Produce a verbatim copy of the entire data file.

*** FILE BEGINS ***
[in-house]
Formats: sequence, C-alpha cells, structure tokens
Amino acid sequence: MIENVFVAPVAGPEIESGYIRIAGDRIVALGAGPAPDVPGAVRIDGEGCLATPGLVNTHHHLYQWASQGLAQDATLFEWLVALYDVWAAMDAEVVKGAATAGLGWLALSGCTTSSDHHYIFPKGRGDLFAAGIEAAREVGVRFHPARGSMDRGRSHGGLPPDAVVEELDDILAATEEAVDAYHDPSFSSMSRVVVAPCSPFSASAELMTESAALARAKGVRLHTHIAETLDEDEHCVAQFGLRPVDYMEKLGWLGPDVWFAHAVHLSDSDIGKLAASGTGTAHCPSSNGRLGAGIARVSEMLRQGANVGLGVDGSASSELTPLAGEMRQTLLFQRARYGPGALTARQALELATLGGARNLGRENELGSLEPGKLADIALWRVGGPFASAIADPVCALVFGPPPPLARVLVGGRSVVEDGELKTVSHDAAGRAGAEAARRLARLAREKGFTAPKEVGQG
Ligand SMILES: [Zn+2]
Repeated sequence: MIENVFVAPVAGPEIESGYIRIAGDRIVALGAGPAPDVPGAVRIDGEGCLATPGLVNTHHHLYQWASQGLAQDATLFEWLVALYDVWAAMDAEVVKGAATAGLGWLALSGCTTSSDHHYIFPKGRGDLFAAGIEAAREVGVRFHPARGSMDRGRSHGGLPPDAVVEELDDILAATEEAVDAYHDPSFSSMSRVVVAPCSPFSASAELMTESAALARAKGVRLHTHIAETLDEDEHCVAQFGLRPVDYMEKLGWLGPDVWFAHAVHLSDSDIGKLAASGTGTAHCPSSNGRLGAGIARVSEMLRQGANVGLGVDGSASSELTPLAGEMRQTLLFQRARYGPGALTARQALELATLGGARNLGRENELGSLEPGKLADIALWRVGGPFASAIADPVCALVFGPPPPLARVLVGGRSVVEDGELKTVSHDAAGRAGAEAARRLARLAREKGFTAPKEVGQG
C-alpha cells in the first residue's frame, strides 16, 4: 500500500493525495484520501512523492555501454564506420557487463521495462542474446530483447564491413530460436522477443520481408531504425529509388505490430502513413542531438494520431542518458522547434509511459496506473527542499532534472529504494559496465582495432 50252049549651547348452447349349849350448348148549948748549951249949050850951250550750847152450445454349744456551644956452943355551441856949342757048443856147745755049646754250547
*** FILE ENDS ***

[in-house]
Formats: sequence, C-alpha cells, structure tokens
Amino acid sequence: MIENVFVAPVAGPEIESGYIRIAGDRIVALGAGPAPDVPGAVRIDGEGCLATPGLVNTHHHLYQWASQGLAQDATLFEWLVALYDVWAAMDAEVVKGAATAGLGWLALSGCTTSSDHHYIFPKGRGDLFAAGIEAAREVGVRFHPARGSMDRGRSHGGLPPDAVVEELDDILAATEEAVDAYHDPSFSSMSRVVVAPCSPFSASAELMTESAALARAKGVRLHTHIAETLDEDEHCVAQFGLRPVDYMEKLGWLGPDVWFAHAVHLSDSDIGKLAASGTGTAHCPSSNGRLGAGIARVSEMLRQGANVGLGVDGSASSELTPLAGEMRQTLLFQRARYGPGALTARQALELATLGGARNLGRENELGSLEPGKLADIALWRVGGPFASAIADPVCALVFGPPPPLARVLVGGRSVVEDGELKTVSHDAAGRAGAEAARRLARLAREKGFTAPKEVGQG
Ligand SMILES: [Zn+2]
Repeated sequence: MIENVFVAPVAGPEIESGYIRIAGDRIVALGAGPAPDVPGAVRIDGEGCLATPGLVNTHHHLYQWASQGLAQDATLFEWLVALYDVWAAMDAEVVKGAATAGLGWLALSGCTTSSDHHYIFPKGRGDLFAAGIEAAREVGVRFHPARGSMDRGRSHGGLPPDAVVEELDDILAATEEAVDAYHDPSFSSMSRVVVAPCSPFSASAELMTESAALARAKGVRLHTHIAETLDEDEHCVAQFGLRPVDYMEKLGWLGPDVWFAHAVHLSDSDIGKLAASGTGTAHCPSSNGRLGAGIARVSEMLRQGANVGLGVDGSASSELTPLAGEMRQTLLFQRARYGPGALTARQALELATLGGARNLGRENELGSLEPGKLADIALWRVGGPFASAIADPVCALVFGPPPPLARVLVGGRSVVEDGELKTVSHDAAGRAGAEAARRLARLAREKGFTAPKEVGQG
C-alpha cells in the first residue's frame, strides 16, 4: 500500500493525495484520501512523492555501454564506420557487463521495462542474446530483447564491413530460436522477443520481408531504425529509388505490430502513413542531438494520431542518458522547434509511459496506473527542499532534472529504494559496465582495432 50252049549651547348452447349349849350448348148549948748549951249949050850951250550750847152450445454349744456551644956452943355551441856949342757048443856147745755049646754250547